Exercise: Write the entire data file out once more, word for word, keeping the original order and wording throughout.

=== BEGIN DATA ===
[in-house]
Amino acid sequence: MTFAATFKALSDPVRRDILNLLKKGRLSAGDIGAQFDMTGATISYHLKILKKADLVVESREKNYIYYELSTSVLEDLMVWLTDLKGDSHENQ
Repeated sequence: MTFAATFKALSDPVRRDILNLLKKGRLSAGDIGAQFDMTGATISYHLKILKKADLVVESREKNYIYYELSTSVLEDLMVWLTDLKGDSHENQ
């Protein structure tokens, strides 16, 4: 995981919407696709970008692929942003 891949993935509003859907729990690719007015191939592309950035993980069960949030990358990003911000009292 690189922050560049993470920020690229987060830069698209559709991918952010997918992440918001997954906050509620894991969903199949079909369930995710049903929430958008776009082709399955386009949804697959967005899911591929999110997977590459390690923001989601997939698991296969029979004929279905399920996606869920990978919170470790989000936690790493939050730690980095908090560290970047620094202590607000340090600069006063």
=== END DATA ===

[in-house]
Amino acid sequence: MTFAATFKALSDPVRRDILNLLKKGRLSAGDIGAQFDMTGATISYHLKILKKADLVVESREKNYIYYELSTSVLEDLMVWLTDLKGDSHENQ
Repeated sequence: MTFAATFKALSDPVRRDILNLLKKGRLSAGDIGAQFDMTGATISYHLKILKKADLVVESREKNYIYYELSTSVLEDLMVWLTDLKGDSHENQ
């Protein structure tokens, strides 16, 4: 995981919407696709970008692929942003 891949993935509003859907729990690719007015191939592309950035993980069960949030990358990003911000009292 690189922050560049993470920020690229987060830069698209559709991918952010997918992440918001997954906050509620894991969903199949079909369930995710049903929430958008776009082709399955386009949804697959967005899911591929999110997977590459390690923001989601997939698991296969029979004929279905399920996606869920990978919170470790989000936690790493939050730690980095908090560290970047620094202590607000340090600069006063």